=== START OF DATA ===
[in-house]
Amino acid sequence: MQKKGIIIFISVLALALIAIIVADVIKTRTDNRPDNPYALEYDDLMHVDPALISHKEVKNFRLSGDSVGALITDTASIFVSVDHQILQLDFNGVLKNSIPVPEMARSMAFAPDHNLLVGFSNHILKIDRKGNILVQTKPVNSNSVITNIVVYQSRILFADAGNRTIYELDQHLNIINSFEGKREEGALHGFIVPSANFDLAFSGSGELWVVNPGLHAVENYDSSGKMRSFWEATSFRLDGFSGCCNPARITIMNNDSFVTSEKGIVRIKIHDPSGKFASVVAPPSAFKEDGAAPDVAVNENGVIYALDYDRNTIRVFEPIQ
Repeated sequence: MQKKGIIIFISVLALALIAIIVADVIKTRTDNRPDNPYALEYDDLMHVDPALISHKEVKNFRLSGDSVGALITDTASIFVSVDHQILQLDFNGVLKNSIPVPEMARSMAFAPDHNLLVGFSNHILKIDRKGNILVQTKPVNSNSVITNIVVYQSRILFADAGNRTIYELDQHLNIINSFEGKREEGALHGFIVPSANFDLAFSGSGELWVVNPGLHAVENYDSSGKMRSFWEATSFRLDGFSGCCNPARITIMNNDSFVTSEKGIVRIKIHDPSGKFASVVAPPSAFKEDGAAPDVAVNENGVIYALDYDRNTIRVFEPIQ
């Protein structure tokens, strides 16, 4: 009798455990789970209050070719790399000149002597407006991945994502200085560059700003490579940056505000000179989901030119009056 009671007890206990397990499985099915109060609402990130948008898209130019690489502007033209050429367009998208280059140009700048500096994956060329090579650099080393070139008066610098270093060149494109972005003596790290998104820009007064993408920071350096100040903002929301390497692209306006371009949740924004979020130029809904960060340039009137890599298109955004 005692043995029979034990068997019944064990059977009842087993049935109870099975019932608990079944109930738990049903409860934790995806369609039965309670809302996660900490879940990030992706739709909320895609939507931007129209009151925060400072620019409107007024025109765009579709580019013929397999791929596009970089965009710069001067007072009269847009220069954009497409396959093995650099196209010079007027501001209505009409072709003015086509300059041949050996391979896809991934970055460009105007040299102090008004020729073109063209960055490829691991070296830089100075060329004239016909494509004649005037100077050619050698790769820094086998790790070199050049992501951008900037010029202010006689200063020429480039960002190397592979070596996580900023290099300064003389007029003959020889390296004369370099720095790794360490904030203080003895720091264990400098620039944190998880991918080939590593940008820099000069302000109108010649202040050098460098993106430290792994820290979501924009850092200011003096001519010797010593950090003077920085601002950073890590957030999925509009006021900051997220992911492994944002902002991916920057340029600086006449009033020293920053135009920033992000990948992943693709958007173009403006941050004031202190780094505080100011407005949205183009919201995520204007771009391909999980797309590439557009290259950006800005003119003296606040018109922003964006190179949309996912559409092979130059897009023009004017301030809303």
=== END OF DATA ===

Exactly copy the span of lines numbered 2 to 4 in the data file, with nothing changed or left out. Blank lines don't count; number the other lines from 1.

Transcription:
Amino acid sequence: MQKKGIIIFISVLALALIAIIVADVIKTRTDNRPDNPYALEYDDLMHVDPALISHKEVKNFRLSGDSVGALITDTASIFVSVDHQILQLDFNGVLKNSIPVPEMARSMAFAPDHNLLVGFSNHILKIDRKGNILVQTKPVNSNSVITNIVVYQSRILFADAGNRTIYELDQHLNIINSFEGKREEGALHGFIVPSANFDLAFSGSGELWVVNPGLHAVENYDSSGKMRSFWEATSFRLDGFSGCCNPARITIMNNDSFVTSEKGIVRIKIHDPSGKFASVVAPPSAFKEDGAAPDVAVNENGVIYALDYDRNTIRVFEPIQ
Repeated sequence: MQKKGIIIFISVLALALIAIIVADVIKTRTDNRPDNPYALEYDDLMHVDPALISHKEVKNFRLSGDSVGALITDTASIFVSVDHQILQLDFNGVLKNSIPVPEMARSMAFAPDHNLLVGFSNHILKIDRKGNILVQTKPVNSNSVITNIVVYQSRILFADAGNRTIYELDQHLNIINSFEGKREEGALHGFIVPSANFDLAFSGSGELWVVNPGLHAVENYDSSGKMRSFWEATSFRLDGFSGCCNPARITIMNNDSFVTSEKGIVRIKIHDPSGKFASVVAPPSAFKEDGAAPDVAVNENGVIYALDYDRNTIRVFEPIQ
């Protein structure tokens, strides 16, 4: 009798455990789970209050070719790399000149002597407006991945994502200085560059700003490579940056505000000179989901030119009056 009671007890206990397990499985099915109060609402990130948008898209130019690489502007033209050429367009998208280059140009700048500096994956060329090579650099080393070139008066610098270093060149494109972005003596790290998104820009007064993408920071350096100040903002929301390497692209306006371009949740924004979020130029809904960060340039009137890599298109955004 005692043995029979034990068997019944064990059977009842087993049935109870099975019932608990079944109930738990049903409860934790995806369609039965309670809302996660900490879940990030992706739709909320895609939507931007129209009151925060400072620019409107007024025109765009579709580019013929397999791929596009970089965009710069001067007072009269847009220069954009497409396959093995650099196209010079007027501001209505009409072709003015086509300059041949050996391979896809991934970055460009105007040299102090008004020729073109063209960055490829691991070296830089100075060329004239016909494509004649005037100077050619050698790769820094086998790790070199050049992501951008900037010029202010006689200063020429480039960002190397592979070596996580900023290099300064003389007029003959020889390296004369370099720095790794360490904030203080003895720091264990400098620039944190998880991918080939590593940008820099000069302000109108010649202040050098460098993106430290792994820290979501924009850092200011003096001519010797010593950090003077920085601002950073890590957030999925509009006021900051997220992911492994944002902002991916920057340029600086006449009033020293920053135009920033992000990948992943693709958007173009403006941050004031202190780094505080100011407005949205183009919201995520204007771009391909999980797309590439557009290259950006800005003119003296606040018109922003964006190179949309996912559409092979130059897009023009004017301030809303």